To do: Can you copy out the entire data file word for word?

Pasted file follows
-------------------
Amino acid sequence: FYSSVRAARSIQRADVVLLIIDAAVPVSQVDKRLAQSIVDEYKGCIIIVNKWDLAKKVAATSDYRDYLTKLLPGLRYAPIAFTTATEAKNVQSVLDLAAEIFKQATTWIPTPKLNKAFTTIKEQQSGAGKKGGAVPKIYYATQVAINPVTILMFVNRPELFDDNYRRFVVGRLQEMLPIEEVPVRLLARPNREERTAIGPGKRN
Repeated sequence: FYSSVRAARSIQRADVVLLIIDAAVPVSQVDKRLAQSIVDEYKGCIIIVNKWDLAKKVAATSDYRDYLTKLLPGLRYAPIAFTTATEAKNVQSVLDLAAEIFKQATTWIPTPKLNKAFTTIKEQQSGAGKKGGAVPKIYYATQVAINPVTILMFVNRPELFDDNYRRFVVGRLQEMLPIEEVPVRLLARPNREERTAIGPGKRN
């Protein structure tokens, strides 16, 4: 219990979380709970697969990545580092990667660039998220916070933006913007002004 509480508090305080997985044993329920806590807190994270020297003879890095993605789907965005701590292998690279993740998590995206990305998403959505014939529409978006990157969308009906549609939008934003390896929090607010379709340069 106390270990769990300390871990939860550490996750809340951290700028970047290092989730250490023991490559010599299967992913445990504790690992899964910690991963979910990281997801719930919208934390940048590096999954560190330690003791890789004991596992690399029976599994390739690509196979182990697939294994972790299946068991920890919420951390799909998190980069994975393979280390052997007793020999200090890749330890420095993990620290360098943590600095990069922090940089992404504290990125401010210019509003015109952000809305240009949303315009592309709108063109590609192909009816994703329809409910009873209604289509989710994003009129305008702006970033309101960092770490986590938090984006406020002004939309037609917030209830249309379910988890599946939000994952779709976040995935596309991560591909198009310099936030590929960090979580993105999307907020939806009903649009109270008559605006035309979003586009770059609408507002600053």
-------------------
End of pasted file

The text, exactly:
Amino acid sequence: FYSSVRAARSIQRADVVLLIIDAAVPVSQVDKRLAQSIVDEYKGCIIIVNKWDLAKKVAATSDYRDYLTKLLPGLRYAPIAFTTATEAKNVQSVLDLAAEIFKQATTWIPTPKLNKAFTTIKEQQSGAGKKGGAVPKIYYATQVAINPVTILMFVNRPELFDDNYRRFVVGRLQEMLPIEEVPVRLLARPNREERTAIGPGKRN
Repeated sequence: FYSSVRAARSIQRADVVLLIIDAAVPVSQVDKRLAQSIVDEYKGCIIIVNKWDLAKKVAATSDYRDYLTKLLPGLRYAPIAFTTATEAKNVQSVLDLAAEIFKQATTWIPTPKLNKAFTTIKEQQSGAGKKGGAVPKIYYATQVAINPVTILMFVNRPELFDDNYRRFVVGRLQEMLPIEEVPVRLLARPNREERTAIGPGKRN
């Protein structure tokens, strides 16, 4: 219990979380709970697969990545580092990667660039998220916070933006913007002004 509480508090305080997985044993329920806590807190994270020297003879890095993605789907965005701590292998690279993740998590995206990305998403959505014939529409978006990157969308009906549609939008934003390896929090607010379709340069 106390270990769990300390871990939860550490996750809340951290700028970047290092989730250490023991490559010599299967992913445990504790690992899964910690991963979910990281997801719930919208934390940048590096999954560190330690003791890789004991596992690399029976599994390739690509196979182990697939294994972790299946068991920890919420951390799909998190980069994975393979280390052997007793020999200090890749330890420095993990620290360098943590600095990069922090940089992404504290990125401010210019509003015109952000809305240009949303315009592309709108063109590609192909009816994703329809409910009873209604289509989710994003009129305008702006970033309101960092770490986590938090984006406020002004939309037609917030209830249309379910988890599946939000994952779709976040995935596309991560591909198009310099936030590929960090979580993105999307907020939806009903649009109270008559605006035309979003586009770059609408507002600053």